Is it tough communicating with your kids? With your parents?

Social media has provided a whole new way of connecting people, but there still are times when the only effective way to communicate is face to face.

With the increasing use of new technology there has been a decrease in communication skills, according to Stevie Ray, a master comedian, corporate trainer and syndicated columnist.

"Kids can't talk to each other," he said. "It hurts them in the long run."

Ray has been using comedy improve to help provide those skills to clients at HOPE Coalition, an advocacy organization that serves Goodhue and Wabasha counties and western Pierce County.

Clients need to be able to communicate to find employment, to advocate for themselves, to represent themselves in court, perhaps to seek custody of children, to find housing and other challenging situations.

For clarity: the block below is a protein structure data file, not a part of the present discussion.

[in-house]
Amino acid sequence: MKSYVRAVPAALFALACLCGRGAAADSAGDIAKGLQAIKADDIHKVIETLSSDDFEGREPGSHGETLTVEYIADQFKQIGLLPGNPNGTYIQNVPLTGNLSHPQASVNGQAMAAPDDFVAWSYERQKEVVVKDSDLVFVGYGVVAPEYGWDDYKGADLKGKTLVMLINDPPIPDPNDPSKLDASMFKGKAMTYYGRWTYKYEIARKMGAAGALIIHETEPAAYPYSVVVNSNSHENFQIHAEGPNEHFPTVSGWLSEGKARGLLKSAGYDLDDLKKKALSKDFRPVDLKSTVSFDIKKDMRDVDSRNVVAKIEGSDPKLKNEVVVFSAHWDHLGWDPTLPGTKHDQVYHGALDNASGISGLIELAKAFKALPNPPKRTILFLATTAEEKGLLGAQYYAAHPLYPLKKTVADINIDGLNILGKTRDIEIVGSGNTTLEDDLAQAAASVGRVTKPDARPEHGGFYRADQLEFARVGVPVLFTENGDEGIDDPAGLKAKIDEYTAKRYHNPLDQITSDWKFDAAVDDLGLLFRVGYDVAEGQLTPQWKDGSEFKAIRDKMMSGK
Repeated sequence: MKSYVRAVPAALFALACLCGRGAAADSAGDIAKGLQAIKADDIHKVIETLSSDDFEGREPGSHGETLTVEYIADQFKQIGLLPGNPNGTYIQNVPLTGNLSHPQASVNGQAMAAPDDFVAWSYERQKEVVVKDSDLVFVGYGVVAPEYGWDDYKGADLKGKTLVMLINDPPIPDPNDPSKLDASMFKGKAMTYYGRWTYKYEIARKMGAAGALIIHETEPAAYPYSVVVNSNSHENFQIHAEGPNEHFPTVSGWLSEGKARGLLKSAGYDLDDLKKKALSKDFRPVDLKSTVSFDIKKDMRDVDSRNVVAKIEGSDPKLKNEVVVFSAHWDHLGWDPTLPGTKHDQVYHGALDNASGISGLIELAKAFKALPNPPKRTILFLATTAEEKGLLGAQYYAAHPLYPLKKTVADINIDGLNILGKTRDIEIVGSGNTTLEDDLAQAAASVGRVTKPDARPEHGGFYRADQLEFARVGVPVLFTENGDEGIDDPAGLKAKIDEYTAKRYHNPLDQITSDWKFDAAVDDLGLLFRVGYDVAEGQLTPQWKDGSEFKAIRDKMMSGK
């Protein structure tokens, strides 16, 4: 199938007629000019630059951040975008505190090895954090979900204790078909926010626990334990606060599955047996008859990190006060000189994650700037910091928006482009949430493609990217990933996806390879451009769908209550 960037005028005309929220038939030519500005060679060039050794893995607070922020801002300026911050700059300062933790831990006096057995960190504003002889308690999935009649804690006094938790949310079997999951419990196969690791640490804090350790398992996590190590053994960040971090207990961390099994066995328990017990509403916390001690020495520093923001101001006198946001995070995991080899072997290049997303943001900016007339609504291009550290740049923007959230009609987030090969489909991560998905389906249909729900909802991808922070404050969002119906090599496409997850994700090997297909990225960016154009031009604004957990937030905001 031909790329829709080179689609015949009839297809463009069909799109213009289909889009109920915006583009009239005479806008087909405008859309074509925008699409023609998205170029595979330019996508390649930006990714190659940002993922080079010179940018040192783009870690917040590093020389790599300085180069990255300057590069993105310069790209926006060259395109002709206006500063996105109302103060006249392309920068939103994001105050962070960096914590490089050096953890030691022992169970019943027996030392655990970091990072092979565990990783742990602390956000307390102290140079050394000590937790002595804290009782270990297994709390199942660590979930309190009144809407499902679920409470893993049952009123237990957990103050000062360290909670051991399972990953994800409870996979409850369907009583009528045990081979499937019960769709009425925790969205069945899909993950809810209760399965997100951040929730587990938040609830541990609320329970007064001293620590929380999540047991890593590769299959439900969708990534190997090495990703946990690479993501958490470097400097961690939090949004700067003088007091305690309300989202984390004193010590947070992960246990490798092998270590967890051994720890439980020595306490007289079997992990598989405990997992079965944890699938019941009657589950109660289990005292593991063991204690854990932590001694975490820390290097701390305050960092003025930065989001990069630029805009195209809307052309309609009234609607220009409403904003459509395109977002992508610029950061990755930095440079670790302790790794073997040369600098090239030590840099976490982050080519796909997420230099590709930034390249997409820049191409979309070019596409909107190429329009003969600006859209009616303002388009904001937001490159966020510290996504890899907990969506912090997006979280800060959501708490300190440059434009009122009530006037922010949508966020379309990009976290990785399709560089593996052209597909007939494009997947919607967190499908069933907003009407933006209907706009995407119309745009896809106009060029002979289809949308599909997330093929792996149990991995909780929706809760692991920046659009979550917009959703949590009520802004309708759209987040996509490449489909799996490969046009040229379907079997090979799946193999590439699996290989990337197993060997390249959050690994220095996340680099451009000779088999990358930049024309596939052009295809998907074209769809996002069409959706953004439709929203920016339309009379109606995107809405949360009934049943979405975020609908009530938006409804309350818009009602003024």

Back in the 1930s improv was used to teach immigrant children who did not all speak the same language how to play and work together, said Linda Flanders, development coordinator for HOPE Coalition. In the 1950s it evolved into an art form, and today is best known for its comedy implications.

The Minnesota State Arts Board awarded HOPE a "Partners in Participation" Legacy grant to "use the artistic process" for a year to improve lives and build communication skills for clients and the general public, free of charge.

To tackle the challenge, Ray developed the Skills for Life Project, a series of workshops organized in partnership with community organizations and residents. He uses comedy improv methods as the primary training tool.

"This project will show the public how improv can actually change somebody's life by giving them new skills," Ray said.

The results of the year-long community project can be seen at 7 p.m. Feb. 20 at the Sheldon Theatre.

"The 'Comedy Showcase' is HOPE Coalition's way of giving people who believe in innovation a firsthand look at how laughter and learning can be used even more broadly to empower people and improve the quality of life locally," Flanders said.

The project is being evaluated by Wilder Research Center, Minneapolis. Preliminary results will be presented during the showcase.